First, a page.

In effect, out of the 53 Member States of the African Union all Parties to the African Charter on Human and Peoples’ Rights, only 25 have already ratified the Protocol establishing the Court. Out of the 25 States Parties to the Protocol only four, namely Burkina Faso, Mali, Malawi and Tanzania have already made the special declaration accepting the competence of the Court to receive requests from individuals and NGOs.

We therefore find ourselves in this paradoxical situation whereby the Member States of the African Union have put in place an African Court on Human and Peoples’ Rights and provided it with the minimum requirements for its operations, but have considerably restricted the access to the Court by the principal interested parties, namely individuals and NGOs.

Excellencies, Ladies and Gentlemen,

6. The future of the African human rights protection system is dependent on the establishment of an African Court on Human and Peoples’ Rights which is fully effective and operational.

It is for this reason that we will seize the opportunity provided by this meeting to solemnly call on the Member States of the African Union to accelerate the process of ratification of the Protocol and to sign the special declaration authorizing the direct access by individuals and NGOs to the Court. So long as the Court is not fully accessible to individuals and NGOs, it will not be in a position to fully execute its role of legal protector of human rights on the Continent.

Likewise we invite the Member States of the African Union and all its Organs, the African Organizations recognized by the African Union to examine the possibility of bringing requests for advisory opinions before the Court. As we had pointed out earlier, each of these entities is empowered to seize the Court with a request for an advisory opinion on any issue relating to human rights which is not pending before the Commission. In this manner, the Court can deal in parallel with contentious issues and advisory matters.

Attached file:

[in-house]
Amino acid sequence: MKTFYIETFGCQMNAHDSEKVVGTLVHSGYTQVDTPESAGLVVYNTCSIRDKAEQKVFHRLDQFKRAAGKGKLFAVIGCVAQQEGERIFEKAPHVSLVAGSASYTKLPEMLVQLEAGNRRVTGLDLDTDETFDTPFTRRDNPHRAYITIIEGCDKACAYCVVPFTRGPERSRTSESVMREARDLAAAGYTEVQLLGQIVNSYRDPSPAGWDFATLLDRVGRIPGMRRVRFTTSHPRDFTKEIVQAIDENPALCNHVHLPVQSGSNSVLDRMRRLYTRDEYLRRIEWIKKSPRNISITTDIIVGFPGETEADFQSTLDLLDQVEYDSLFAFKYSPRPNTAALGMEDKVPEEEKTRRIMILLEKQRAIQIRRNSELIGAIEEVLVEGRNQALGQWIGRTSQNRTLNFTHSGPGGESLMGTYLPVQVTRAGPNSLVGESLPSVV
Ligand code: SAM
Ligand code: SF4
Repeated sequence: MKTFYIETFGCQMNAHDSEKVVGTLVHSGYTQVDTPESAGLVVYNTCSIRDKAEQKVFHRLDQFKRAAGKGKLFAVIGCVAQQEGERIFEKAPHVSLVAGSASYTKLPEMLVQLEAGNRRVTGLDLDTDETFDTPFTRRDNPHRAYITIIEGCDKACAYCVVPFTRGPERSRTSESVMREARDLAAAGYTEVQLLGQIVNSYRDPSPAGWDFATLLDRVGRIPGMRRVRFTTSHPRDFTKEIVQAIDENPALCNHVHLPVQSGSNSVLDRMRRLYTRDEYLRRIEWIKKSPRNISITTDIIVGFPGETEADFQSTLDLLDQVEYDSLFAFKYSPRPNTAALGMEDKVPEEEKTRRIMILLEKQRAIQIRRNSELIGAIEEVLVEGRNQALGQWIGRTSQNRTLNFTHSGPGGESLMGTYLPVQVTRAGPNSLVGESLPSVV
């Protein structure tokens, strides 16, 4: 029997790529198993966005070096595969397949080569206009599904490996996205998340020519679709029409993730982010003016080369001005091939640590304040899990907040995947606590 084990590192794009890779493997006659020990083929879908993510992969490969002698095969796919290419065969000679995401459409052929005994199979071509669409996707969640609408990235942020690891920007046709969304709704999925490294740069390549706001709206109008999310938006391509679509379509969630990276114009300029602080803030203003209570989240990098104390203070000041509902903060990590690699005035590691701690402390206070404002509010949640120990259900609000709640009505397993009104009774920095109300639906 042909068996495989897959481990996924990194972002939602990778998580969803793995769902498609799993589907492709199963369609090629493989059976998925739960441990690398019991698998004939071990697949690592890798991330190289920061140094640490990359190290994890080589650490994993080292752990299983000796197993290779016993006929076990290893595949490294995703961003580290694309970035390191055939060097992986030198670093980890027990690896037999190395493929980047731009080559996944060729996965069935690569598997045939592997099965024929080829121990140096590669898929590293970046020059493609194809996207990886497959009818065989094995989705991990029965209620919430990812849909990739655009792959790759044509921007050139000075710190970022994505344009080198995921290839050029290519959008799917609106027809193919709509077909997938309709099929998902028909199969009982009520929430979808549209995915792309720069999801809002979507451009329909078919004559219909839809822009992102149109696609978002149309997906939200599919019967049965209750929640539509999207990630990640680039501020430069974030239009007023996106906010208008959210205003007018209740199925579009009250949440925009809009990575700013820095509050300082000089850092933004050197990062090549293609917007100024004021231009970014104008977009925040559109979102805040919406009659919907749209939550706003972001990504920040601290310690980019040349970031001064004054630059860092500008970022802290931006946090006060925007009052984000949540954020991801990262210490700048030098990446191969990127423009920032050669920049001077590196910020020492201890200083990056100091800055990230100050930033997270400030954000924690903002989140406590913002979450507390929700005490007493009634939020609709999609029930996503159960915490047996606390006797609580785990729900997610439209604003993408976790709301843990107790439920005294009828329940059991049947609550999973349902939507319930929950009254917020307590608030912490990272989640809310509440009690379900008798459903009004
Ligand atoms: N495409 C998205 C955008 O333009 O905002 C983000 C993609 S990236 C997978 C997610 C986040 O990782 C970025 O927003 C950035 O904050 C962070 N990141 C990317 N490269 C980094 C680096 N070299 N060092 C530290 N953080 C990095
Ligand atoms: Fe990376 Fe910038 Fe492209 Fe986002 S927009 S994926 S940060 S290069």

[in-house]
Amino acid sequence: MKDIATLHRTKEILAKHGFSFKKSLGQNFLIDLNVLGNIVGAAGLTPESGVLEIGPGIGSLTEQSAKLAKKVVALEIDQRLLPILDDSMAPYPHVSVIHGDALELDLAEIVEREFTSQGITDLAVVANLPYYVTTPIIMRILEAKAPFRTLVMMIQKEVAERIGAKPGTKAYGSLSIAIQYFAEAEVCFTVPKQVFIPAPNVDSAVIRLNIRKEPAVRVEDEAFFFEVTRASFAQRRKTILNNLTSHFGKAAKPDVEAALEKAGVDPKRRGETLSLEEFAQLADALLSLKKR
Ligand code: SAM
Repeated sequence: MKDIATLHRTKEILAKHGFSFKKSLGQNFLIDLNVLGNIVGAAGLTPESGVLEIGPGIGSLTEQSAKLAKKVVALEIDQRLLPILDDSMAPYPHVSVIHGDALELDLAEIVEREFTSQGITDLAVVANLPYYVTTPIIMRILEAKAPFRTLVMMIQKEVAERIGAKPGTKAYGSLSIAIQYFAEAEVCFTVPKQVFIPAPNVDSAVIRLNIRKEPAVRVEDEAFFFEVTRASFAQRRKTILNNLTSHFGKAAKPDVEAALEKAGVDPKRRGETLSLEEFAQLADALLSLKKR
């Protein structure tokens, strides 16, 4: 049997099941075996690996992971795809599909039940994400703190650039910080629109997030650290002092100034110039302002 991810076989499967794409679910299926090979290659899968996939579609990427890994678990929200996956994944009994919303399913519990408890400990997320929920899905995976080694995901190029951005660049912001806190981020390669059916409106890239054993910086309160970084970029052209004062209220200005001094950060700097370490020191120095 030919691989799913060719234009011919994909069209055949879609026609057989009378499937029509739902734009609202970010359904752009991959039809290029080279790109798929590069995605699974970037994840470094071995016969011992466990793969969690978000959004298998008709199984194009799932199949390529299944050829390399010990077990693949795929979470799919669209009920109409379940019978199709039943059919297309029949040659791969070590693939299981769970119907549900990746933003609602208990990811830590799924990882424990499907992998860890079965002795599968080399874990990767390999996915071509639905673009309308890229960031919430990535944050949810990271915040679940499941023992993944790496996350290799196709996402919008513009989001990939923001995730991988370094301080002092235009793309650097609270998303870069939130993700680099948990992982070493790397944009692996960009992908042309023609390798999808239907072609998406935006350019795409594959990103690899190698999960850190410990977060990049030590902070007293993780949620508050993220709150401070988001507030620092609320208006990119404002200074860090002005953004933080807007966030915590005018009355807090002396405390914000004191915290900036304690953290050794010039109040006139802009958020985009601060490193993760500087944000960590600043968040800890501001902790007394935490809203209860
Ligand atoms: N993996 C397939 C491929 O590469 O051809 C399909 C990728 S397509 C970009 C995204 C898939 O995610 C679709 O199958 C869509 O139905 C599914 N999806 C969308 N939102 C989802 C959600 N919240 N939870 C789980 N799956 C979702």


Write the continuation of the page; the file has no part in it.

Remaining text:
Where the Court is concerned, generally, it is committed to the strengthening of its promotion strategy in order to enhance knowledge of itself by the African populations, and by all the entities which are authorized to seize it.

Excellencies, Ladies and Gentlemen,

7. Besides the Commission and the Member States, there are two other major actors which have an important role to play in the strengthening the efficiency of the African Court on Human and Peoples’ Rights. These are the African Civil Society Organizations and the Media.

Regarding the national and international African Civil Society Organizations, I have already had the opportunity to speak at length about their role and the expectations of the Court where they are concerned during the NGO Forum which preceded this Session. I simply recalled that these Organizations can help the Court in organizing and directing sensitization campaigns to promote the ratification of the Protocol, the signature by the States of the special declaration allowing individuals and NGOs to access the Court, the adequate and optimal use of the Court in consultative matters, the promotion of the Court generally and other activities linked to the greater efficiency of the African legal system of protection of human rights by the Court.

Pertaining to the Media, their role is equally important since it is through the Media that all these sensitization activities can be disseminated to their respective addressees and all the Court’s activities brought to the attention of the African populations generally.  

I therefore call upon the representatives of civil society and the media to fully and adequately play their role.

In order to ensure that the system established by the Assembly of Heads of State and Government of the Union does not fall short of the expectations created by the establishment of the Court across the entire Continent, there is need, in short, for the combined action of all the stakeholders in the system to whom I have referred, and in particular the Court itself, the Member States of the African Union, the African Union itself, the African Commission on Human and Peoples’ Rights, African Civil Society and the Media.

Excellencies, Ladies and Gentlemen,

8. It only remains for me to wish the Commission continued success in the execution of its entire mandate, and to express my wishes for a resounding success of the deliberations of its 48th Ordinary Session.  

I thank you for your kind attention.